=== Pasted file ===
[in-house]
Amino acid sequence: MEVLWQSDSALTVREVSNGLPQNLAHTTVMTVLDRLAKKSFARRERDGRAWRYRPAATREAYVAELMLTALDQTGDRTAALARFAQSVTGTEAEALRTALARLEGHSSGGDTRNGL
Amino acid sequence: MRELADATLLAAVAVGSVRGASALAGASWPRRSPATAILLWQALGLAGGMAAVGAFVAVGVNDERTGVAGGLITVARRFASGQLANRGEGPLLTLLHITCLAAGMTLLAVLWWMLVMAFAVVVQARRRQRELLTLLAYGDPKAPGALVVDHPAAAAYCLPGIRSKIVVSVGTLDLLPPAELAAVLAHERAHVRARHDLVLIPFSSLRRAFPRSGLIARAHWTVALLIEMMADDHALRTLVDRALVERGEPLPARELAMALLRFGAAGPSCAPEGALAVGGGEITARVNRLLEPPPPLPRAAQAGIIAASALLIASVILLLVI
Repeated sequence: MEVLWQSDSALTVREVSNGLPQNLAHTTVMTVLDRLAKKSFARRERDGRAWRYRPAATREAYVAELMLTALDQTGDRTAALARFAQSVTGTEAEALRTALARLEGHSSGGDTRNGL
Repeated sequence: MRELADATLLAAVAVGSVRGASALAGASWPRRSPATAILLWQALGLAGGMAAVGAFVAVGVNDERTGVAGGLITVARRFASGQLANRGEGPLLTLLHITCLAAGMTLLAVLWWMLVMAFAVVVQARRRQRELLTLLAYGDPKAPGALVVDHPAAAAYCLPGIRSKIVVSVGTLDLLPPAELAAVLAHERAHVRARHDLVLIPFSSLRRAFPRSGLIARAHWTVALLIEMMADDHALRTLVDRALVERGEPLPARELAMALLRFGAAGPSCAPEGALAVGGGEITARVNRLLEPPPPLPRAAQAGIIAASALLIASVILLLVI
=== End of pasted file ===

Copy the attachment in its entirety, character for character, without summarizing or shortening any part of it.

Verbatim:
[in-house]
Amino acid sequence: MEVLWQSDSALTVREVSNGLPQNLAHTTVMTVLDRLAKKSFARRERDGRAWRYRPAATREAYVAELMLTALDQTGDRTAALARFAQSVTGTEAEALRTALARLEGHSSGGDTRNGL
Amino acid sequence: MRELADATLLAAVAVGSVRGASALAGASWPRRSPATAILLWQALGLAGGMAAVGAFVAVGVNDERTGVAGGLITVARRFASGQLANRGEGPLLTLLHITCLAAGMTLLAVLWWMLVMAFAVVVQARRRQRELLTLLAYGDPKAPGALVVDHPAAAAYCLPGIRSKIVVSVGTLDLLPPAELAAVLAHERAHVRARHDLVLIPFSSLRRAFPRSGLIARAHWTVALLIEMMADDHALRTLVDRALVERGEPLPARELAMALLRFGAAGPSCAPEGALAVGGGEITARVNRLLEPPPPLPRAAQAGIIAASALLIASVILLLVI
Repeated sequence: MEVLWQSDSALTVREVSNGLPQNLAHTTVMTVLDRLAKKSFARRERDGRAWRYRPAATREAYVAELMLTALDQTGDRTAALARFAQSVTGTEAEALRTALARLEGHSSGGDTRNGL
Repeated sequence: MRELADATLLAAVAVGSVRGASALAGASWPRRSPATAILLWQALGLAGGMAAVGAFVAVGVNDERTGVAGGLITVARRFASGQLANRGEGPLLTLLHITCLAAGMTLLAVLWWMLVMAFAVVVQARRRQRELLTLLAYGDPKAPGALVVDHPAAAAYCLPGIRSKIVVSVGTLDLLPPAELAAVLAHERAHVRARHDLVLIPFSSLRRAFPRSGLIARAHWTVALLIEMMADDHALRTLVDRALVERGEPLPARELAMALLRFGAAGPSCAPEGALAVGGGEITARVNRLLEPPPPLPRAAQAGIIAASALLIASVILLLVI